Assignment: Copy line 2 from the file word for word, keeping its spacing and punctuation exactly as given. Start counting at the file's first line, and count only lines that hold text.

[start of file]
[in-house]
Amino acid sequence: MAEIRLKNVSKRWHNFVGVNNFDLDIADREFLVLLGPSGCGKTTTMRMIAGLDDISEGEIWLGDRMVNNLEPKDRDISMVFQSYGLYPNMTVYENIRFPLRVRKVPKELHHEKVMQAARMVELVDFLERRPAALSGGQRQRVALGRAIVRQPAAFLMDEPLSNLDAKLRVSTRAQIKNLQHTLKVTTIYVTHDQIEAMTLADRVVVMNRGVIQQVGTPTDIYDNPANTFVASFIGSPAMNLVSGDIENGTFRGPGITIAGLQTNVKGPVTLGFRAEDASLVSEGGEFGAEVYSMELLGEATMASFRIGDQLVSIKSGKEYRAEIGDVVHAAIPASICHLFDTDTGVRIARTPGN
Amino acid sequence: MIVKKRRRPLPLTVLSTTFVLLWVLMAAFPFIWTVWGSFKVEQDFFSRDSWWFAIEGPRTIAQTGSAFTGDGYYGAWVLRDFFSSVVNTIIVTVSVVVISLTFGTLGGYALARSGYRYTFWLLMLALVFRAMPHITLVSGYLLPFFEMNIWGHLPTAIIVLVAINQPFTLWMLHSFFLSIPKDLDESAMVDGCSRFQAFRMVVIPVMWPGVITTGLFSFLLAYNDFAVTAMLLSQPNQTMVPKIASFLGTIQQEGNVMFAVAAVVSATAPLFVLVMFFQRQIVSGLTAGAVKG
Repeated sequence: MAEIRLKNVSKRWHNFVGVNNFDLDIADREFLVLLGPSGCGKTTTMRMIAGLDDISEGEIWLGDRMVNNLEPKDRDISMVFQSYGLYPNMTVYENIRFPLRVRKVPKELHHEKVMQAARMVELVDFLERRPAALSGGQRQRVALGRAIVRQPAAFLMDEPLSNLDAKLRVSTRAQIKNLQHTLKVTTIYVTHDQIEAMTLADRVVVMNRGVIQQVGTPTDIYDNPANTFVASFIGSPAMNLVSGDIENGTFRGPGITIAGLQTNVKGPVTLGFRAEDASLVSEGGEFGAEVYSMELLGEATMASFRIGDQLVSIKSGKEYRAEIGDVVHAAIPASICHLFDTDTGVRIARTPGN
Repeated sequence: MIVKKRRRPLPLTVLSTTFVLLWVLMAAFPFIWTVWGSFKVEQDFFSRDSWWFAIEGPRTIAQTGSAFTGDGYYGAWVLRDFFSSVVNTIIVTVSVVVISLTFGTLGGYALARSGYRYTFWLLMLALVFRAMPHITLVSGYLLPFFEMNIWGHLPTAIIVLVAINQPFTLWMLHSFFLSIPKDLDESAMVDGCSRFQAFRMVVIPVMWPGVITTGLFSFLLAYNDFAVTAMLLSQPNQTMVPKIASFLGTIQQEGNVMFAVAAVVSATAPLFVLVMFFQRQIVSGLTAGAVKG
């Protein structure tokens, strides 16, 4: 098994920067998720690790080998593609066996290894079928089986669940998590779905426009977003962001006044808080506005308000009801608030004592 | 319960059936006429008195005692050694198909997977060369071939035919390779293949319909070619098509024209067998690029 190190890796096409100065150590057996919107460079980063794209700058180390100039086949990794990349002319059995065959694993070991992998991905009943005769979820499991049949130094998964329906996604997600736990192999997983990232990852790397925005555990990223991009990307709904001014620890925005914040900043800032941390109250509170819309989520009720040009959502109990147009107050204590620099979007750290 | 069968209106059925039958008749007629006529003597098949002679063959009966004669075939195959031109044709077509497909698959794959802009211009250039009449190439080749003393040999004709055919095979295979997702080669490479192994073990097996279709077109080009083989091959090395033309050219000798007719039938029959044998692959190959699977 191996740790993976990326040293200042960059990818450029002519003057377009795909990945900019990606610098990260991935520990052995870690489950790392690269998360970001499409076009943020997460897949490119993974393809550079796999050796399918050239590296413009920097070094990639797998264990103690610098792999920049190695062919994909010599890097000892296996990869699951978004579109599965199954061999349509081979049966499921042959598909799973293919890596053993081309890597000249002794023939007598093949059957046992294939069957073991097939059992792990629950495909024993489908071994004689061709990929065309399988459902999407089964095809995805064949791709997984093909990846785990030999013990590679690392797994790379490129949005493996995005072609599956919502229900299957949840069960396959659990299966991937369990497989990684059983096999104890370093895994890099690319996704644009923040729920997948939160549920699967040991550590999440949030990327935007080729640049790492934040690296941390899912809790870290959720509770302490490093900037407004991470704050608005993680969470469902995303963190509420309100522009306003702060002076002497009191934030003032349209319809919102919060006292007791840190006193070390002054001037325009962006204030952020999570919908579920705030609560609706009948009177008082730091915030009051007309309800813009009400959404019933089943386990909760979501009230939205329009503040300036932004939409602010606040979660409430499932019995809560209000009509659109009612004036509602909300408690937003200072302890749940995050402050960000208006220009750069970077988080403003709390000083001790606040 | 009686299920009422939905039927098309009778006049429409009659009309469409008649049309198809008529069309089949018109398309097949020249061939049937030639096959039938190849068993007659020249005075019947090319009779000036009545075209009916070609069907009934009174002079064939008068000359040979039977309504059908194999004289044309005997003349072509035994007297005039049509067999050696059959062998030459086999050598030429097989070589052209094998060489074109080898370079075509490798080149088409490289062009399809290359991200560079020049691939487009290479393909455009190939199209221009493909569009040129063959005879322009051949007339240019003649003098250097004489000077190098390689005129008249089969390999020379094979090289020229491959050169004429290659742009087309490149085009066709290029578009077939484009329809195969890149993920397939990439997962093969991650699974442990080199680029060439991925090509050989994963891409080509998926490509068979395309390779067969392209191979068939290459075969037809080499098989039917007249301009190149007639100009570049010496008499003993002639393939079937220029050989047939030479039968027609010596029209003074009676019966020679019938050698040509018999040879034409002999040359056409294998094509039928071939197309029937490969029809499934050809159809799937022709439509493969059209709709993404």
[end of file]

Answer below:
Amino acid sequence: MAEIRLKNVSKRWHNFVGVNNFDLDIADREFLVLLGPSGCGKTTTMRMIAGLDDISEGEIWLGDRMVNNLEPKDRDISMVFQSYGLYPNMTVYENIRFPLRVRKVPKELHHEKVMQAARMVELVDFLERRPAALSGGQRQRVALGRAIVRQPAAFLMDEPLSNLDAKLRVSTRAQIKNLQHTLKVTTIYVTHDQIEAMTLADRVVVMNRGVIQQVGTPTDIYDNPANTFVASFIGSPAMNLVSGDIENGTFRGPGITIAGLQTNVKGPVTLGFRAEDASLVSEGGEFGAEVYSMELLGEATMASFRIGDQLVSIKSGKEYRAEIGDVVHAAIPASICHLFDTDTGVRIARTPGN